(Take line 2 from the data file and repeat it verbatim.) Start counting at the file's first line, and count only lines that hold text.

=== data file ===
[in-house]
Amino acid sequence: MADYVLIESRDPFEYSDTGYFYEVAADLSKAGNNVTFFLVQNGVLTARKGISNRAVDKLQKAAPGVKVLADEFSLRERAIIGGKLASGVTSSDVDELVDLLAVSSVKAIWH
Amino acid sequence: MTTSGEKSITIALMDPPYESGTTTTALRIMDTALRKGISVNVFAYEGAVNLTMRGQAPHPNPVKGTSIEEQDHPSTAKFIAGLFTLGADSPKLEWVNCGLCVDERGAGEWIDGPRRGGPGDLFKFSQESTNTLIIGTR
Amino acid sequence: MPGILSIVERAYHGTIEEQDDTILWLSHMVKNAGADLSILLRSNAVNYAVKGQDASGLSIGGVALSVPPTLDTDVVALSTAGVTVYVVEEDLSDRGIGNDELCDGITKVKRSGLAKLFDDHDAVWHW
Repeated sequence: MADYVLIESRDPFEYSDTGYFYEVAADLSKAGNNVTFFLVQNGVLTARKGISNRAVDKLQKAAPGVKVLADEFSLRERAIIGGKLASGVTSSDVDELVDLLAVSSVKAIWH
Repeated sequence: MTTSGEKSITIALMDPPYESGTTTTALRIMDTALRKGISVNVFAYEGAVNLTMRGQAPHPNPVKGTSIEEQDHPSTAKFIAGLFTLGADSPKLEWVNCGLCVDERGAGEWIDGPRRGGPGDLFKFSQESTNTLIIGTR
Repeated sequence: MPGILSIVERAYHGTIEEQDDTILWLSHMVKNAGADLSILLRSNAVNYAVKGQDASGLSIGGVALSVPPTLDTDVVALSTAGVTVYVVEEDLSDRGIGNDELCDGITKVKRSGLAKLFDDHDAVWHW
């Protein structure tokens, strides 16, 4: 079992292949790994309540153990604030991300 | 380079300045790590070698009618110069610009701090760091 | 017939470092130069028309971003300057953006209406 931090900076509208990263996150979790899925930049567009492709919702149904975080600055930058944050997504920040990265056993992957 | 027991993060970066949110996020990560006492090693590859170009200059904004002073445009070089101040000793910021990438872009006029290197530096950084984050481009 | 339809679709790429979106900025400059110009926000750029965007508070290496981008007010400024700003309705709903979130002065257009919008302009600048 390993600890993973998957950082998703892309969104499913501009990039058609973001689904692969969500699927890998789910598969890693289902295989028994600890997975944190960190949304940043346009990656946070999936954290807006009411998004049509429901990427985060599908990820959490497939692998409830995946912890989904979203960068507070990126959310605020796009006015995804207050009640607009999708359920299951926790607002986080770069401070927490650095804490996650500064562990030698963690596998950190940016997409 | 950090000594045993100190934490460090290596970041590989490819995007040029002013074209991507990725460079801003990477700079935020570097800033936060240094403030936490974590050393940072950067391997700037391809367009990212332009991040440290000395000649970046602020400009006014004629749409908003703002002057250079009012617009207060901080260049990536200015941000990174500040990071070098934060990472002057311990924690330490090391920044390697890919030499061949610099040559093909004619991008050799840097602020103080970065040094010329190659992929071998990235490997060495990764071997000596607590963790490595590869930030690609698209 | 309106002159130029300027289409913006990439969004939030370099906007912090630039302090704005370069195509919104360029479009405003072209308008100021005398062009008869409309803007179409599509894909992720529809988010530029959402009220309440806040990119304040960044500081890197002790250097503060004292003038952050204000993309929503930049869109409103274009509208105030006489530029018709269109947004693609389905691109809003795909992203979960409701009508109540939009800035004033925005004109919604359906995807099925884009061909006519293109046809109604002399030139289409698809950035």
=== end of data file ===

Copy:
Amino acid sequence: MADYVLIESRDPFEYSDTGYFYEVAADLSKAGNNVTFFLVQNGVLTARKGISNRAVDKLQKAAPGVKVLADEFSLRERAIIGGKLASGVTSSDVDELVDLLAVSSVKAIWH